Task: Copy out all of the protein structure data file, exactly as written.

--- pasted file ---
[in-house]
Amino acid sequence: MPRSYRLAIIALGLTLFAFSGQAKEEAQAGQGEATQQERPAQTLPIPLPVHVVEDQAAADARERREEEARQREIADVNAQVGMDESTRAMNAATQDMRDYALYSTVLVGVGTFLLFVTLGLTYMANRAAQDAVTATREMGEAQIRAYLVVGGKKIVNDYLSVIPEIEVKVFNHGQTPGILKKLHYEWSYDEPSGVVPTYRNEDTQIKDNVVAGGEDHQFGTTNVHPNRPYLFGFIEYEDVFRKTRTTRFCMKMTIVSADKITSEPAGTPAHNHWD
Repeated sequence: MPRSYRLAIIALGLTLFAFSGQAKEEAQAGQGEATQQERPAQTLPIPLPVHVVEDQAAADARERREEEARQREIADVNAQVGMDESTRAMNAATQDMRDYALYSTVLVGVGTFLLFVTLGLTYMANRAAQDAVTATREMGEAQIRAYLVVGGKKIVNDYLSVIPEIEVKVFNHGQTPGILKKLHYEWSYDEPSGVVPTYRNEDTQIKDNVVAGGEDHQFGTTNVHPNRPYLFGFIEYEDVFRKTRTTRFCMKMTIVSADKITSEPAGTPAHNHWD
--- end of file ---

[in-house]
Amino acid sequence: MPRSYRLAIIALGLTLFAFSGQAKEEAQAGQGEATQQERPAQTLPIPLPVHVVEDQAAADARERREEEARQREIADVNAQVGMDESTRAMNAATQDMRDYALYSTVLVGVGTFLLFVTLGLTYMANRAAQDAVTATREMGEAQIRAYLVVGGKKIVNDYLSVIPEIEVKVFNHGQTPGILKKLHYEWSYDEPSGVVPTYRNEDTQIKDNVVAGGEDHQFGTTNVHPNRPYLFGFIEYEDVFRKTRTTRFCMKMTIVSADKITSEPAGTPAHNHWD
Repeated sequence: MPRSYRLAIIALGLTLFAFSGQAKEEAQAGQGEATQQERPAQTLPIPLPVHVVEDQAAADARERREEEARQREIADVNAQVGMDESTRAMNAATQDMRDYALYSTVLVGVGTFLLFVTLGLTYMANRAAQDAVTATREMGEAQIRAYLVVGGKKIVNDYLSVIPEIEVKVFNHGQTPGILKKLHYEWSYDEPSGVVPTYRNEDTQIKDNVVAGGEDHQFGTTNVHPNRPYLFGFIEYEDVFRKTRTTRFCMKMTIVSADKITSEPAGTPAHNHWD